Project description:The complex processes involved with animal migration have long been a subject of biological interest, and broad-scale movement patterns of many marine turtle populations still remain unresolved. While it is widely accepted that once marine turtles reach sexual maturity they home to natal areas for nesting or reproduction, the role of philopatry to natal areas during other life stages has received less scrutiny, despite widespread evidence across the taxa. Here we report on genetic research that indicates that juvenile hawksbill turtles (Eretmochelys imbricata) in the eastern Pacific Ocean use foraging grounds in the region of their natal beaches, a pattern we term natal foraging philopatry. Our findings confirm that traditional views of natal homing solely for reproduction are incomplete and that many marine turtle species exhibit philopatry to natal areas to forage. Our results have important implications for life-history research and conservation of marine turtles and may extend to other wide-ranging marine vertebrates that demonstrate natal philopatry.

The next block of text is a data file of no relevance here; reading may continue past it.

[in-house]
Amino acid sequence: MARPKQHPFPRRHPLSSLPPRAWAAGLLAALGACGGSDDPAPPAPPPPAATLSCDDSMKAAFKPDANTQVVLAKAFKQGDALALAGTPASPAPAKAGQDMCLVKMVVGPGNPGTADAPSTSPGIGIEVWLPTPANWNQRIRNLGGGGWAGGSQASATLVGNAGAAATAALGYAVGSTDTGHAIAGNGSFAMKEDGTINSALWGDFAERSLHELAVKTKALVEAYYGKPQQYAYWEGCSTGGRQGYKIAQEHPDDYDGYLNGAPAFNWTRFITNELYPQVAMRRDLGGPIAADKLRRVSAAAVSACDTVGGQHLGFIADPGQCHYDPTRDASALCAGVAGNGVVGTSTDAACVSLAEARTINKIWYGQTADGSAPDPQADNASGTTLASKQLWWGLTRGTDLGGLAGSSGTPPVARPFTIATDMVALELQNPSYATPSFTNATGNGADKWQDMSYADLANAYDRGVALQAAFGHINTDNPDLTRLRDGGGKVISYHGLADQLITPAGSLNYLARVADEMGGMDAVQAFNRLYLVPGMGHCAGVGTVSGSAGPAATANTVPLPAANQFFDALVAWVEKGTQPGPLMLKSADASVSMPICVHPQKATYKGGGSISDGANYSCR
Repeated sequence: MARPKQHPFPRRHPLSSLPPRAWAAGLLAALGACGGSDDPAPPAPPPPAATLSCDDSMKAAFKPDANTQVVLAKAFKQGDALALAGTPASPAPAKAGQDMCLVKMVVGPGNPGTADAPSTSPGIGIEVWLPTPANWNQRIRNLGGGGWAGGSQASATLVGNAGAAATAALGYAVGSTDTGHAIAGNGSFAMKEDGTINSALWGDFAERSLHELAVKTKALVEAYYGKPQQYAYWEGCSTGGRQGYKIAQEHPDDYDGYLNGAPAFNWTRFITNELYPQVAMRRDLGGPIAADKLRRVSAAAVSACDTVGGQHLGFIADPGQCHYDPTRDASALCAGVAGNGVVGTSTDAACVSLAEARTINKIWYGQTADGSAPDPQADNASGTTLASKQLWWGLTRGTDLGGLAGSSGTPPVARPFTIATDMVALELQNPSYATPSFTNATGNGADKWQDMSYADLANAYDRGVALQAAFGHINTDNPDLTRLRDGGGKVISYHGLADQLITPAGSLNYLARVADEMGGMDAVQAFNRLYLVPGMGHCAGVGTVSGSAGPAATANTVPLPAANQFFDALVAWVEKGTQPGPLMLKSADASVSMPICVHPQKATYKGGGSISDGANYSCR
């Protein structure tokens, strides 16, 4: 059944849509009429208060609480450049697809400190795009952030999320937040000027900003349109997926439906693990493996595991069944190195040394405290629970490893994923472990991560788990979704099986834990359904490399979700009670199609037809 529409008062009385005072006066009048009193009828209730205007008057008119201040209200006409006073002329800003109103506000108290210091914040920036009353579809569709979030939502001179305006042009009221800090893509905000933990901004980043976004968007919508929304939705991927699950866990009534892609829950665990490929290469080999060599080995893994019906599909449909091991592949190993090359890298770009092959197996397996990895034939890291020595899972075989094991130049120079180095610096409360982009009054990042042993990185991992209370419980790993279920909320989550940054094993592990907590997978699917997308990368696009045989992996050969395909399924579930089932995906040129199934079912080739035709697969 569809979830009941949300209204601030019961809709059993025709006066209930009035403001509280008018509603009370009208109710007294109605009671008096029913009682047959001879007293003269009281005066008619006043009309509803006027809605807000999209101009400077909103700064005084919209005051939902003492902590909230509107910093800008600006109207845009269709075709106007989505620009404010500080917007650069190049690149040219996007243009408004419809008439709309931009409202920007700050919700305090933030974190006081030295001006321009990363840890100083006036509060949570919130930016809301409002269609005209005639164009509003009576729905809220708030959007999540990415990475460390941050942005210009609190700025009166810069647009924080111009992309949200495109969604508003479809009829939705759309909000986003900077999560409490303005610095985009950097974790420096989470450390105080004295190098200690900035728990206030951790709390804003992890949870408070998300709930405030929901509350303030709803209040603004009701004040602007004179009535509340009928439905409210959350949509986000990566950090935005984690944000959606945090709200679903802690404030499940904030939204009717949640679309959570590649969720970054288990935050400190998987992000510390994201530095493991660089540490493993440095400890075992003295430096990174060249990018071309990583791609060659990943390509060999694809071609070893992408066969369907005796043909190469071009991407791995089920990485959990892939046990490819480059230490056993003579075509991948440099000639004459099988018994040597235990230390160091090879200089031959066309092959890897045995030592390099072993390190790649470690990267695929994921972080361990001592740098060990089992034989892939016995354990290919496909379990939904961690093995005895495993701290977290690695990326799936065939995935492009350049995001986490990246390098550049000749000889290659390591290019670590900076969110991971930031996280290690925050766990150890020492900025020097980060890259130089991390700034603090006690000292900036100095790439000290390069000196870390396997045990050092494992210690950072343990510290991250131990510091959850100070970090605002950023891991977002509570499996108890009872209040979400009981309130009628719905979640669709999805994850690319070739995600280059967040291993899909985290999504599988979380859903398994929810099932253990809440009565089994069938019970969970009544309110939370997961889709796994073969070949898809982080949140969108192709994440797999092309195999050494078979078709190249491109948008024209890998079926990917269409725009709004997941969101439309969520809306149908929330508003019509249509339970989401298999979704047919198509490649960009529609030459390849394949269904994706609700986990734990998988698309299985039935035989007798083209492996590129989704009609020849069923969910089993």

Project description:<h4>Introduction</h4>Short post-reproductive lifespan is widespread across species, but prolonged post-reproductive life-stages of potential adaptive significance have been reported only in few mammals with extreme longevity. Long post-reproductive lifespan contradicts classical evolutionary predictions of simultaneous senescence in survival and reproduction, and raises the question of whether extreme longevity in mammals promotes such a life-history. Among terrestrial mammals, elephants share the features with great apes and humans, of having long lifespan and offspring with long dependency. However, little data exists on the frequency of post-reproductive lifespan in elephants. Here we use extensive demographic records on semi-captive Asian elephants (n?=?1040) and genealogical data on pre-industrial women (n?=?5336) to provide the first comparisons of age-specific reproduction, survival and post-reproductive lifespan in both of these long-lived species.<h4>Results</h4>We found that fertility decreased after age 50 in elephants, but the pattern differed from a total loss of fertility in menopausal women with many elephants continuing to reproduce at least until the age of 65 years. The probability of entering a non-reproductive state increased steadily in elephants from the earliest age of reproduction until age 65, with the longer living elephants continuing to reproduce until older ages, in contrast to humans whose termination probability increased rapidly after age 35 and reached 1 at 56 years, but did not depend on longevity. Post-reproductive lifespan reached 11-17 years in elephants and 26-27 years in humans living until old age (depending on method), but whereas half of human adult lifespan (of those reproductive females surviving to the age of 5% fecundity) was spent as post-reproductive, only one eighth was in elephants. Consequently, although some elephants have long post-reproductive lifespans, relatively few individuals reach such a phase and the decline in fertility generally parallels declines in survivorship in contrast to humans with a decoupling of senescence in somatic and reproductive functions.<h4>Conclusions</h4>Our results show that the reproductive and survival patterns of Asian elephants differ from other long-lived animals exhibiting menopause, such as humans, and extreme longevity alone does not promote the evolution of menopause or post-reproductive lifespan, adding weight to the unusual kin-selected benefits suggested to favour such traits in humans and killer whales.